In general, Australian political discourse consists of the following features:
It is a privileged language; only certain groups of people are allowed to use it. Access to and the performance of language are restricted and profoundly reflect social rank and privilege.
It is comprised predominantly of slogans and propaganda, rather than statements of truth or facts. It contains many acceptable and unacceptable lies and empty promises.
It differs from classical oratory tradition in terms of locutionary and illocutionary force, in that it merely tries to persuade rather than summon and guide the public.
It utilises and develops classical rhetoric techniques with modern information technology such as sound, graphics, and texts to maximise its persuasive function. For example, in Australian political history including the 1972 federal parliamentary campaign, the ALP used the entire range of IT.8) (This subject is dealt with in another article.)
It is not oratory by nature, but is generally "read," and goes through a continual process of modification and refinement.
It is based on logical referential algorism, and largely supported by dialectic methodology.
Because they target different sections of the Australian community, Howard, Beazley and Hanson all use a different range of strategies and techniques in their speeches, to help them achieve their political objectives. Howard’s speech, for instance, is generally directed towards the upper-middle classes and business community. His style of speech is rather "abstract" or vague in terms of spoken style. Beazley, on the other hand, targets those members of the public that belong to the middle and lower-middle classes. Accordingly, his style of speech is very different to that of Howard’s. On average, his utterances are shorter, while his words are easier to understand and more expressive. This style of speech conveys stronger illocutionary force, and is more readily accepted by ordinary Australians. As for Hanson, in her speech she introduces a new style into modern Australian political discourse. She competently uses many classical rhetoric techniques including citing historical speeches, conversion technique, exaggeration, fear and logical fallacies. She uses such extreme devices to satisfy the ten per cent of disenchanted voters in the country, that mainstream governments have consistently failed to satisfy in any way.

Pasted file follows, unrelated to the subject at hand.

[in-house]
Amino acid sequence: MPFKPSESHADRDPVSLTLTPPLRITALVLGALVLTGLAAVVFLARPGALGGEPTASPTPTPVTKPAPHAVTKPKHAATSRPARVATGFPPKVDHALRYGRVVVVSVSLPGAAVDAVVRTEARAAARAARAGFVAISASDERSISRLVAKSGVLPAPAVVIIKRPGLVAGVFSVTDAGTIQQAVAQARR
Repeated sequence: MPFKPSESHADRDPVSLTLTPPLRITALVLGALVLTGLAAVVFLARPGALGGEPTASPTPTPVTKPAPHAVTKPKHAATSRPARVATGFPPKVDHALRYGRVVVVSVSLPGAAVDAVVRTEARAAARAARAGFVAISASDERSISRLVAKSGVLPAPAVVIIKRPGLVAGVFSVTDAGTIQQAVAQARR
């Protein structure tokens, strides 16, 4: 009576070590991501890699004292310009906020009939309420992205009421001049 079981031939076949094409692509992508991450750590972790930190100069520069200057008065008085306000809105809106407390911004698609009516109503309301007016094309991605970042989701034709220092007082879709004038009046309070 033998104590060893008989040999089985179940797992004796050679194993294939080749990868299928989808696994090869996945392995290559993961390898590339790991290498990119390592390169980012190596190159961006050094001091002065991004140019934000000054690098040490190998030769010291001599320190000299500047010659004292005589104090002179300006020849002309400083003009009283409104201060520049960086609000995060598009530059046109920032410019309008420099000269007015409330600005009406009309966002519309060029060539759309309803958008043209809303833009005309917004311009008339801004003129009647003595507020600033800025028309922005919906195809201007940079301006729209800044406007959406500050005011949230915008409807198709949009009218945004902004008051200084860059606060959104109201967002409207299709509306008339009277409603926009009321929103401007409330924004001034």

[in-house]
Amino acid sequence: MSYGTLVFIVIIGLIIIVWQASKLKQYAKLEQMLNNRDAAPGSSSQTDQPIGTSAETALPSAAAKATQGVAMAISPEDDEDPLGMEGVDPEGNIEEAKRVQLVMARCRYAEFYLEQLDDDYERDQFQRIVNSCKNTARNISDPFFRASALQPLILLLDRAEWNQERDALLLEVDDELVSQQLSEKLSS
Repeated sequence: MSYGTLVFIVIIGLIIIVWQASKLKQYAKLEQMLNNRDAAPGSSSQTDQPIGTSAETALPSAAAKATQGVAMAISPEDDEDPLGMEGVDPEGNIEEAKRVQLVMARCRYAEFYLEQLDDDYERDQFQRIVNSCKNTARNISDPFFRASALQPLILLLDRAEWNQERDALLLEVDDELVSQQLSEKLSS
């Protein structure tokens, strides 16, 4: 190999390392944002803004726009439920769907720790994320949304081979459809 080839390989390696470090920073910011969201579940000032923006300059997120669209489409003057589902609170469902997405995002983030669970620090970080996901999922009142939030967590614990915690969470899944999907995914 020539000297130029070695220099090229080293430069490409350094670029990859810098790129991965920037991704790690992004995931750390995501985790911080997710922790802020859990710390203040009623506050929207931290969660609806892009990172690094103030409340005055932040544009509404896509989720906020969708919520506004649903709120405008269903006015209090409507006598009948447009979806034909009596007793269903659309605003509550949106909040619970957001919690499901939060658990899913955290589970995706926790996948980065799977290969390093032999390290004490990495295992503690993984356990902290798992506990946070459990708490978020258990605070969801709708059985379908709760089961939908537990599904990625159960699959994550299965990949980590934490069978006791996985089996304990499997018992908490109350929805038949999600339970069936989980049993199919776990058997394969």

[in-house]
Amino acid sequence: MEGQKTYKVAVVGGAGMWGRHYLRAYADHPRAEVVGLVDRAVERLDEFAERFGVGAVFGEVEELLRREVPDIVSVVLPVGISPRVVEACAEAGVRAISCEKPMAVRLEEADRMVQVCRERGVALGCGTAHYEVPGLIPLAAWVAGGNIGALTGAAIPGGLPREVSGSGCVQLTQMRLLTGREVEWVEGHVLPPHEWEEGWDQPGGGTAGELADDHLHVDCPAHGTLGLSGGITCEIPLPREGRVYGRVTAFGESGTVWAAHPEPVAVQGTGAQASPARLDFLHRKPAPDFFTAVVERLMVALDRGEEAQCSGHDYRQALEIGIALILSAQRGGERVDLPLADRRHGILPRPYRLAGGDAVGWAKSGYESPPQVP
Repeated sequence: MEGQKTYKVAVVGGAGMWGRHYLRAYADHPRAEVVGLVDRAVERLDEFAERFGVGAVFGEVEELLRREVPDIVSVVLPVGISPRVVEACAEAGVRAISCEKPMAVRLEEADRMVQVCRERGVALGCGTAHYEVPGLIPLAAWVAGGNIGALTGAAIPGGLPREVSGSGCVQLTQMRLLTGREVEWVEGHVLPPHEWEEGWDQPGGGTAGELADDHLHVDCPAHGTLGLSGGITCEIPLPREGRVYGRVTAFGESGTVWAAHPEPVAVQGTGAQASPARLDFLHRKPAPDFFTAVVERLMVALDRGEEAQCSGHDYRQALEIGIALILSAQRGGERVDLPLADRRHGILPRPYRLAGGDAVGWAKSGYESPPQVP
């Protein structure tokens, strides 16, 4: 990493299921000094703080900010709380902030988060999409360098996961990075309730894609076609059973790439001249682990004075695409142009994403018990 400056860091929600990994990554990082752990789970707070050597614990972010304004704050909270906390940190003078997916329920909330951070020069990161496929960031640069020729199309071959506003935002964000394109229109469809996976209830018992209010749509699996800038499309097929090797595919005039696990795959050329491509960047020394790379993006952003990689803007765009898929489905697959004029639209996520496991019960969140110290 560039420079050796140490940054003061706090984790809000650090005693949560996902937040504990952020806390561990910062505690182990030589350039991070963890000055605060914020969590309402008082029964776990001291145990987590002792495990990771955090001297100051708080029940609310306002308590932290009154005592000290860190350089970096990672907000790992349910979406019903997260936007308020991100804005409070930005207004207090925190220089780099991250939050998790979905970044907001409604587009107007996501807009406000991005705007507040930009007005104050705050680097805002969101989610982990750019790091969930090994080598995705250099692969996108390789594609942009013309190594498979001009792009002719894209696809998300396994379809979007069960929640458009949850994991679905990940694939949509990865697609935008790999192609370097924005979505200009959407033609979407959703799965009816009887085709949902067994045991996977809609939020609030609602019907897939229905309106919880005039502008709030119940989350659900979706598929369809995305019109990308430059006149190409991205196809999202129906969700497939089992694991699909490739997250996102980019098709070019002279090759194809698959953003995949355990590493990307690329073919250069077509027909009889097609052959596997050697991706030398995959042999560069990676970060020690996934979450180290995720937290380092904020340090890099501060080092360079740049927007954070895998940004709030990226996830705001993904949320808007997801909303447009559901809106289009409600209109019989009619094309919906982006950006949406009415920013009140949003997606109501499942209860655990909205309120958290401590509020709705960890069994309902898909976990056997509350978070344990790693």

Bibliography and Notes
1) Institute for Propaganda Analysis. The Fine Art of Propaganda. New York: Harcourt, Brace and Company, 1939. Pp 21
2) Propaganda: http://carmen.artsci.washington.edu/propaganda/transfer.htm at March 12, 1995 http://carmen.artsci.washington.edu/propaganda/transfer.htm at March 12, 1995
3) http://carmen.artsci.washington.edu/propaganda/transfer.htm at March 12, 1995
4) The Asian Debate: http://www.theage.com.au/special/hanson/speech.htm
5) Wartime Propaganda: World War I Demons, Atrocities, and Lies, http://carmen.artsci.washington.edu/propaganda/war3.htm at March 12, 1995
6) Propaganda Examples Gingrich's Glittering Generalities http://carmen.artsci.washington.edu/propaganda/newtname.htm at March 12, 1995
7) Propaganda Examples, how Newt Gingrich Uses These Techniques. http://carmen.artsci.washington.edu/propaganda/newt.htm at March 12, 1995
8) Howard, P. (Eds) Australian at the Polls: The National Elections of 1975. Canberra 1975. Pp 171-210.
Intercultural Communication, ISSN 1404-1634, 2000, November, issue 4.
Editor: Prof. Jens Allwood
Download 95.43 Kb.
Share with your friends:
The database is protected by copyright ©ininet.org 2022